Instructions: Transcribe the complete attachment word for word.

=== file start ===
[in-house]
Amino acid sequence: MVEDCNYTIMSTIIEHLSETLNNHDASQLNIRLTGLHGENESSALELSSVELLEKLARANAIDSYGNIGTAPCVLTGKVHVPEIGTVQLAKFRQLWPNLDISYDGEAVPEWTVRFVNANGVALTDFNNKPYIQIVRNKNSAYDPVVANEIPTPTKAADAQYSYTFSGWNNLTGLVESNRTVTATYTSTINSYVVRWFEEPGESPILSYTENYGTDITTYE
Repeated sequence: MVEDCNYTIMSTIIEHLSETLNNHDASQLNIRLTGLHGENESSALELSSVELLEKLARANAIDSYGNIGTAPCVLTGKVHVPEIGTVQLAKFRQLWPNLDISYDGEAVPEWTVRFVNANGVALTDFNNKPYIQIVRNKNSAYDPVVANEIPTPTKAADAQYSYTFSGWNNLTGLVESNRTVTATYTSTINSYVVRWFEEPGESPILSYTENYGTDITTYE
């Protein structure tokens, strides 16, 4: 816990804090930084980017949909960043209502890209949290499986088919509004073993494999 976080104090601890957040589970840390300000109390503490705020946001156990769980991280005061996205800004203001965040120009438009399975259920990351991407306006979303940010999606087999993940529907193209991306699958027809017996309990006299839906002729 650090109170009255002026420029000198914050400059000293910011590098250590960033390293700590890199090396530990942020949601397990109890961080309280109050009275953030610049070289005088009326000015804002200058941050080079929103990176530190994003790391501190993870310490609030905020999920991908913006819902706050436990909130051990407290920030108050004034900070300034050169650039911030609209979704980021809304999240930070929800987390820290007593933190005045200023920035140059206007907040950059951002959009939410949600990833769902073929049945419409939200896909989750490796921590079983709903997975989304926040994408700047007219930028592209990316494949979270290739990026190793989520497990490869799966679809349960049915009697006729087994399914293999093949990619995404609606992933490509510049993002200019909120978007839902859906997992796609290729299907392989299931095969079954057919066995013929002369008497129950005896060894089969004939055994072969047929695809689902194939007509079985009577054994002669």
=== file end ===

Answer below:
[in-house]
Amino acid sequence: MVEDCNYTIMSTIIEHLSETLNNHDASQLNIRLTGLHGENESSALELSSVELLEKLARANAIDSYGNIGTAPCVLTGKVHVPEIGTVQLAKFRQLWPNLDISYDGEAVPEWTVRFVNANGVALTDFNNKPYIQIVRNKNSAYDPVVANEIPTPTKAADAQYSYTFSGWNNLTGLVESNRTVTATYTSTINSYVVRWFEEPGESPILSYTENYGTDITTYE
Repeated sequence: MVEDCNYTIMSTIIEHLSETLNNHDASQLNIRLTGLHGENESSALELSSVELLEKLARANAIDSYGNIGTAPCVLTGKVHVPEIGTVQLAKFRQLWPNLDISYDGEAVPEWTVRFVNANGVALTDFNNKPYIQIVRNKNSAYDPVVANEIPTPTKAADAQYSYTFSGWNNLTGLVESNRTVTATYTSTINSYVVRWFEEPGESPILSYTENYGTDITTYE
């Protein structure tokens, strides 16, 4: 816990804090930084980017949909960043209502890209949290499986088919509004073993494999 976080104090601890957040589970840390300000109390503490705020946001156990769980991280005061996205800004203001965040120009438009399975259920990351991407306006979303940010999606087999993940529907193209991306699958027809017996309990006299839906002729 650090109170009255002026420029000198914050400059000293910011590098250590960033390293700590890199090396530990942020949601397990109890961080309280109050009275953030610049070289005088009326000015804002200058941050080079929103990176530190994003790391501190993870310490609030905020999920991908913006819902706050436990909130051990407290920030108050004034900070300034050169650039911030609209979704980021809304999240930070929800987390820290007593933190005045200023920035140059206007907040950059951002959009939410949600990833769902073929049945419409939200896909989750490796921590079983709903997975989304926040994408700047007219930028592209990316494949979270290739990026190793989520497990490869799966679809349960049915009697006729087994399914293999093949990619995404609606992933490509510049993002200019909120978007839902859906997992796609290729299907392989299931095969079954057919066995013929002369008497129950005896060894089969004939055994072969047929695809689902194939007509079985009577054994002669």